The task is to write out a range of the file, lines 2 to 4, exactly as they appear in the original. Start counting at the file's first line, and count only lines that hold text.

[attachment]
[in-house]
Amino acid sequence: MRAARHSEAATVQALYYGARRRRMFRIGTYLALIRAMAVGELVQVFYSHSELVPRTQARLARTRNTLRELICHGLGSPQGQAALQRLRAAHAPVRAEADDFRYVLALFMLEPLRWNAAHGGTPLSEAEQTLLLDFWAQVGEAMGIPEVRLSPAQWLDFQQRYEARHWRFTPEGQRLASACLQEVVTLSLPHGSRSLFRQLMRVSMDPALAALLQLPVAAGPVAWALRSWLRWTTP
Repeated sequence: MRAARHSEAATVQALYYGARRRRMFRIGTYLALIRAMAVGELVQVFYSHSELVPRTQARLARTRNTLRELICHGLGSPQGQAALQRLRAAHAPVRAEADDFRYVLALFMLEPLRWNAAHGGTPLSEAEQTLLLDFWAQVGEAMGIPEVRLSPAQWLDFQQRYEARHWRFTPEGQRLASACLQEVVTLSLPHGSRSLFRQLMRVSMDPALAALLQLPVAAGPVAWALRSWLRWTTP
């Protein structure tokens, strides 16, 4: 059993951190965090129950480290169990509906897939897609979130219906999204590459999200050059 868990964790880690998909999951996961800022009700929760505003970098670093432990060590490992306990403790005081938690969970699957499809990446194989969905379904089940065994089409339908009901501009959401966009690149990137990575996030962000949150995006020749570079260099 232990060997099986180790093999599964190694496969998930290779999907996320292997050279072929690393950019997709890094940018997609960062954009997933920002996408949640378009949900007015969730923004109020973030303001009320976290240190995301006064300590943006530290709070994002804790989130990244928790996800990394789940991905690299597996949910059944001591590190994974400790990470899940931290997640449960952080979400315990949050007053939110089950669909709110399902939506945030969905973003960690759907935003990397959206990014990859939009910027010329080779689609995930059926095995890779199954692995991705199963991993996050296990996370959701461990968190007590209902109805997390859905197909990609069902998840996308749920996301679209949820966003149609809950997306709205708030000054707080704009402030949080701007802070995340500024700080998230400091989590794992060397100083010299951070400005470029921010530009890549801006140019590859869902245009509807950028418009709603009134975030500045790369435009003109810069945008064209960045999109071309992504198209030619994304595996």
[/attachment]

Amino acid sequence: MRAARHSEAATVQALYYGARRRRMFRIGTYLALIRAMAVGELVQVFYSHSELVPRTQARLARTRNTLRELICHGLGSPQGQAALQRLRAAHAPVRAEADDFRYVLALFMLEPLRWNAAHGGTPLSEAEQTLLLDFWAQVGEAMGIPEVRLSPAQWLDFQQRYEARHWRFTPEGQRLASACLQEVVTLSLPHGSRSLFRQLMRVSMDPALAALLQLPVAAGPVAWALRSWLRWTTP
Repeated sequence: MRAARHSEAATVQALYYGARRRRMFRIGTYLALIRAMAVGELVQVFYSHSELVPRTQARLARTRNTLRELICHGLGSPQGQAALQRLRAAHAPVRAEADDFRYVLALFMLEPLRWNAAHGGTPLSEAEQTLLLDFWAQVGEAMGIPEVRLSPAQWLDFQQRYEARHWRFTPEGQRLASACLQEVVTLSLPHGSRSLFRQLMRVSMDPALAALLQLPVAAGPVAWALRSWLRWTTP
């Protein structure tokens, strides 16, 4: 059993951190965090129950480290169990509906897939897609979130219906999204590459999200050059 868990964790880690998909999951996961800022009700929760505003970098670093432990060590490992306990403790005081938690969970699957499809990446194989969905379904089940065994089409339908009901501009959401966009690149990137990575996030962000949150995006020749570079260099 232990060997099986180790093999599964190694496969998930290779999907996320292997050279072929690393950019997709890094940018997609960062954009997933920002996408949640378009949900007015969730923004109020973030303001009320976290240190995301006064300590943006530290709070994002804790989130990244928790996800990394789940991905690299597996949910059944001591590190994974400790990470899940931290997640449960952080979400315990949050007053939110089950669909709110399902939506945030969905973003960690759907935003990397959206990014990859939009910027010329080779689609995930059926095995890779199954692995991705199963991993996050296990996370959701461990968190007590209902109805997390859905197909990609069902998840996308749920996301679209949820966003149609809950997306709205708030000054707080704009402030949080701007802070995340500024700080998230400091989590794992060397100083010299951070400005470029921010530009890549801006140019590859869902245009509807950028418009709603009134975030500045790369435009003109810069945008064209960045999109071309992504198209030619994304595996």